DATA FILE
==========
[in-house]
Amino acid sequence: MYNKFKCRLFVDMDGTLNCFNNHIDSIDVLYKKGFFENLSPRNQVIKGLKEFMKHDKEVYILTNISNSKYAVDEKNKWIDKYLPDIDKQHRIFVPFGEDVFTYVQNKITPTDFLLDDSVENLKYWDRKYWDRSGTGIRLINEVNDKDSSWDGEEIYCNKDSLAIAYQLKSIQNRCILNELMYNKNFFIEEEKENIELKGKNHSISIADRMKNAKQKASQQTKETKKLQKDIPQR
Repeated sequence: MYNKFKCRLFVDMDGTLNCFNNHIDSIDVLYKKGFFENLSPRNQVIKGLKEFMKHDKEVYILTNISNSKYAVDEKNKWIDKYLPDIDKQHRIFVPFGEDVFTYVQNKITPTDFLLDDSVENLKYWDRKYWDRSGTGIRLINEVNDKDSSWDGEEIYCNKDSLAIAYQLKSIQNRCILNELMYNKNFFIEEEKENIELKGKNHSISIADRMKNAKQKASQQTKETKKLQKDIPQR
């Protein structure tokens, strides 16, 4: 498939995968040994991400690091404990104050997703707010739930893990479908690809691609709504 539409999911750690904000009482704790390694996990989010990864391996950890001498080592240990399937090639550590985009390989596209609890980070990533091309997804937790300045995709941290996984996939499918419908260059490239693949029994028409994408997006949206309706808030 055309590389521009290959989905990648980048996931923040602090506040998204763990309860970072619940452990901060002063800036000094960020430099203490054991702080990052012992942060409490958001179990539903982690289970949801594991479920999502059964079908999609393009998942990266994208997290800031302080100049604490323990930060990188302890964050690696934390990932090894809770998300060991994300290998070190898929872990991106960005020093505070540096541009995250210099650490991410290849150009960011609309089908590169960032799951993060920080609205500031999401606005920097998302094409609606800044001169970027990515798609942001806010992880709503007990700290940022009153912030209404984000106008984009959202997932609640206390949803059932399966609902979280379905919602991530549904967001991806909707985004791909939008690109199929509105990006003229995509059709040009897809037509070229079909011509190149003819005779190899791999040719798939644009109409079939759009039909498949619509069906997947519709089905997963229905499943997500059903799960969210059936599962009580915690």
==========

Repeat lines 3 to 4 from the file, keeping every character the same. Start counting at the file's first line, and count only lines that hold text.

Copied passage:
Repeated sequence: MYNKFKCRLFVDMDGTLNCFNNHIDSIDVLYKKGFFENLSPRNQVIKGLKEFMKHDKEVYILTNISNSKYAVDEKNKWIDKYLPDIDKQHRIFVPFGEDVFTYVQNKITPTDFLLDDSVENLKYWDRKYWDRSGTGIRLINEVNDKDSSWDGEEIYCNKDSLAIAYQLKSIQNRCILNELMYNKNFFIEEEKENIELKGKNHSISIADRMKNAKQKASQQTKETKKLQKDIPQR
């Protein structure tokens, strides 16, 4: 498939995968040994991400690091404990104050997703707010739930893990479908690809691609709504 539409999911750690904000009482704790390694996990989010990864391996950890001498080592240990399937090639550590985009390989596209609890980070990533091309997804937790300045995709941290996984996939499918419908260059490239693949029994028409994408997006949206309706808030 055309590389521009290959989905990648980048996931923040602090506040998204763990309860970072619940452990901060002063800036000094960020430099203490054991702080990052012992942060409490958001179990539903982690289970949801594991479920999502059964079908999609393009998942990266994208997290800031302080100049604490323990930060990188302890964050690696934390990932090894809770998300060991994300290998070190898929872990991106960005020093505070540096541009995250210099650490991410290849150009960011609309089908590169960032799951993060920080609205500031999401606005920097998302094409609606800044001169970027990515798609942001806010992880709503007990700290940022009153912030209404984000106008984009959202997932609640206390949803059932399966609902979280379905919602991530549904967001991806909707985004791909939008690109199929509105990006003229995509059709040009897809037509070229079909011509190149003819005779190899791999040719798939644009109409079939759009039909498949619509069906997947519709089905997963229905499943997500059903799960969210059936599962009580915690």